This was a quote taken off Sheepdog-L the other day. I kept it anonymous. This is in the context of trialing.
"he (pro) thinks too much emphasis is placed on tightness and tidiness and straight lines and such. He also believes, relatedly, that too much emphasis is being placed on the handler instead of the dog—that the trend is to see how well the handler can place his dog rather than how well the dog can think and make decisions"
I would agree with the above (if) I was out working on the ranch. I don't give a hootenanny about straight lines. I like to let my dogs have full rein to think about what I am asking them to do. They normally do a much better job without me interfering once they know what I want.
Competing is a whole 'nother story. It is "teamwork." No matter whether you want to be like a well known handler and whistle every step of the course or whistle as little as possible; you are all being judged to the same standard. An outrun that doesn't upset the sheep. A gentle lift, a straight fetch through the fetch panels, a tight come around the post, and straight lines through your triangular drive going through the panels, etc. I think it would be impossible for a judge to score on how well he feels the dog is doing his work on his own.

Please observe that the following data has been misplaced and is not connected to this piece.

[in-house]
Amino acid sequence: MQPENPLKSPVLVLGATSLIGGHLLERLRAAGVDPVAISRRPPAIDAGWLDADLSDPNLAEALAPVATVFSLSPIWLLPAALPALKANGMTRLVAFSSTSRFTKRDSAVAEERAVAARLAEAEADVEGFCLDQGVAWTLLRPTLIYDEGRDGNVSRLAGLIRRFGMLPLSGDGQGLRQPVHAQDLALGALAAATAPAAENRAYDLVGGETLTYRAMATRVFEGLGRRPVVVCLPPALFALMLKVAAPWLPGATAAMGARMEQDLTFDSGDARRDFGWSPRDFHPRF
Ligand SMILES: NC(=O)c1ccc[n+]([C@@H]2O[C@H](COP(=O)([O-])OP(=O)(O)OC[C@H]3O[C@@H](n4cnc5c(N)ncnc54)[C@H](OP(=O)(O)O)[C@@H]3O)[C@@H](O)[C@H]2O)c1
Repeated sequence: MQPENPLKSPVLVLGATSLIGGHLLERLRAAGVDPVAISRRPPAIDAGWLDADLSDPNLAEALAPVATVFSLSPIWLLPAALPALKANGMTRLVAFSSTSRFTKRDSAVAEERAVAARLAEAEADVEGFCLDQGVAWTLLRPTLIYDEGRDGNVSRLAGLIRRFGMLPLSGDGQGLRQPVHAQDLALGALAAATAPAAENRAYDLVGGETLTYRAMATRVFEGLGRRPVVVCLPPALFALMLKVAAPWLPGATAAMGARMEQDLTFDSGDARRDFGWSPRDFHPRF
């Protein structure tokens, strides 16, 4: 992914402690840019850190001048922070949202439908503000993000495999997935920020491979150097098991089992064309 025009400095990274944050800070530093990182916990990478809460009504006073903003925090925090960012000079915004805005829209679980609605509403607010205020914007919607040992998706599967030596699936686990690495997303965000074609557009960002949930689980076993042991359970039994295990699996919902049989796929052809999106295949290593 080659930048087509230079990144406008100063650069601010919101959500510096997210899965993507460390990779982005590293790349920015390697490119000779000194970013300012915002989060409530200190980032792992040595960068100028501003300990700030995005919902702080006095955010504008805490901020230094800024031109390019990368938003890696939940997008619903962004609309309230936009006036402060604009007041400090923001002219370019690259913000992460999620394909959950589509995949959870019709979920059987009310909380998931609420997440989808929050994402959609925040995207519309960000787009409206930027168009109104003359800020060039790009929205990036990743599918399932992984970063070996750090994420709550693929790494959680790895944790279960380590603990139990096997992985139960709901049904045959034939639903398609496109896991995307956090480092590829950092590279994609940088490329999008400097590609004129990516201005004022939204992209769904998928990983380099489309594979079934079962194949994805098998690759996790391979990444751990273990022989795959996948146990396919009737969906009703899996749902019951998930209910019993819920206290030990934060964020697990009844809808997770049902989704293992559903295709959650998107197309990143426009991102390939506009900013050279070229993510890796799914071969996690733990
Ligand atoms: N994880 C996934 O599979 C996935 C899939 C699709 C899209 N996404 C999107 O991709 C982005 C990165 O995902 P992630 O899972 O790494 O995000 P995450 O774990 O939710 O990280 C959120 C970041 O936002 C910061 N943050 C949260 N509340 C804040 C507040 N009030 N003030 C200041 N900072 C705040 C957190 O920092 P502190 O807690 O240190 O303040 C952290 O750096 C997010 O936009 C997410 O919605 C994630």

We have all had a dog "save our ass" and when that happens you say "Thank-you God, Good dog"...., but I don't think a judge could score anything but lines and a smooth flow to the course work. That's what makes competing exciting. Day one you might look like a train wreck and day two you might look like a National contender and win the class. We all strive for consistency and "numbers." But, we all know it isn't always that easy; new terrain, different obstacles, plus "the sheep." There is a bit of luck in what sheep you draw up. Get one stinker and you may have a fight the whole run.
I think when you add up all the variables, it's what makes it so intriguing to all of us sheep doggers. I know my dogs can think and make decisions for themselves. Just watch my husband work our sheep on 3 acres with 3 yr. old Yoko. He has mountains and a busy canyon road to avoid. Yoko saves his butt innumerable times. :0) If he were to trial her, he would be lucky to get a score. If I trial her, I'm lucky to be in the 60's, if a pro trialed her, she would probably be in the 80's. It's all about experience. With experience, comes timing, reading livestock, and knowing when to be quiet and when to have input. What else can a (judge) score other than straight lines and flow?